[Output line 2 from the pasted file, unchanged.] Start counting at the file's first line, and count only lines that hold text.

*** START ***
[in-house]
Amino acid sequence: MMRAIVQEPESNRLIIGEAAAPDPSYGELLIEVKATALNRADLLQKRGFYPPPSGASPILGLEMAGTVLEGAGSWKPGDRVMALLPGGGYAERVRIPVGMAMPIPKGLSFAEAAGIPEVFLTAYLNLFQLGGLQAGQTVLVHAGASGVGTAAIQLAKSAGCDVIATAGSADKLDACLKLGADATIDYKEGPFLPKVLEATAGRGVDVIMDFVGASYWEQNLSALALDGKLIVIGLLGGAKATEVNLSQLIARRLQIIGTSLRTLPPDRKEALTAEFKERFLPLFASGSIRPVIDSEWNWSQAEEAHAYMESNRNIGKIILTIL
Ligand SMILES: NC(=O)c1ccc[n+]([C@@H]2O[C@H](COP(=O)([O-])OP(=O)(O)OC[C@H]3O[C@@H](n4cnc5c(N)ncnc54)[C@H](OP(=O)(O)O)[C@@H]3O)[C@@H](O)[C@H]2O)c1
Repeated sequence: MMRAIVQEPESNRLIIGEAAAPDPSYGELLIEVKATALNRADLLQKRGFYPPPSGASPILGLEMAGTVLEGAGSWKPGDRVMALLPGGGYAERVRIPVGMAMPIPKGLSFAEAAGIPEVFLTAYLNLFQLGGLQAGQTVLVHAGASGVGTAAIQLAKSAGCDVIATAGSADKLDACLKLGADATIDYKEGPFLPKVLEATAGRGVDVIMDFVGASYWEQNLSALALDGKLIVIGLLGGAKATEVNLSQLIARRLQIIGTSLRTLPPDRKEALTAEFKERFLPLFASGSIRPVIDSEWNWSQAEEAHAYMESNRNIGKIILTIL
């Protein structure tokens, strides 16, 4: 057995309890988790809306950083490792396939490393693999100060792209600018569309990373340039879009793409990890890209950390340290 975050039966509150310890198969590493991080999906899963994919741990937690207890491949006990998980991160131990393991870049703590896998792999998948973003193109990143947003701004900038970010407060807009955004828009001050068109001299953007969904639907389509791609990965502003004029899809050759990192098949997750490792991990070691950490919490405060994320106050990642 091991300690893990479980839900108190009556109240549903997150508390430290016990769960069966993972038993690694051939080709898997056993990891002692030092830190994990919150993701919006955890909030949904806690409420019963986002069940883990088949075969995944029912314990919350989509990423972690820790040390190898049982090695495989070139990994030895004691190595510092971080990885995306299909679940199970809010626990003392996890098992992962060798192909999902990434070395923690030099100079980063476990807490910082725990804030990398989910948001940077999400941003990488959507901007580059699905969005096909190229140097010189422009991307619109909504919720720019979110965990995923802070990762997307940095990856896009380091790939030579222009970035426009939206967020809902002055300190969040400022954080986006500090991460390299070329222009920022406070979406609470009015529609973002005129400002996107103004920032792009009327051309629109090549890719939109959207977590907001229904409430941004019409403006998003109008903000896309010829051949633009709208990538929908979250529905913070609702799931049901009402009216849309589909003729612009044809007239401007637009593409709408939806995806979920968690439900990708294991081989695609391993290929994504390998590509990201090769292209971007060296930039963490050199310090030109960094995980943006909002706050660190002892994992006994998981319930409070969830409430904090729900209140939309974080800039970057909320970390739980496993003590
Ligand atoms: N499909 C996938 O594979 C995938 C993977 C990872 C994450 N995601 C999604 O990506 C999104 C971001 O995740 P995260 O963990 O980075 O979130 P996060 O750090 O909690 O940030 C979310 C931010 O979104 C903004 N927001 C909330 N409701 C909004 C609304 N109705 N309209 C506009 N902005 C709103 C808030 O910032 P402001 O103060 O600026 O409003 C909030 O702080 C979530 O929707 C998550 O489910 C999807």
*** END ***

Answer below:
Amino acid sequence: MMRAIVQEPESNRLIIGEAAAPDPSYGELLIEVKATALNRADLLQKRGFYPPPSGASPILGLEMAGTVLEGAGSWKPGDRVMALLPGGGYAERVRIPVGMAMPIPKGLSFAEAAGIPEVFLTAYLNLFQLGGLQAGQTVLVHAGASGVGTAAIQLAKSAGCDVIATAGSADKLDACLKLGADATIDYKEGPFLPKVLEATAGRGVDVIMDFVGASYWEQNLSALALDGKLIVIGLLGGAKATEVNLSQLIARRLQIIGTSLRTLPPDRKEALTAEFKERFLPLFASGSIRPVIDSEWNWSQAEEAHAYMESNRNIGKIILTIL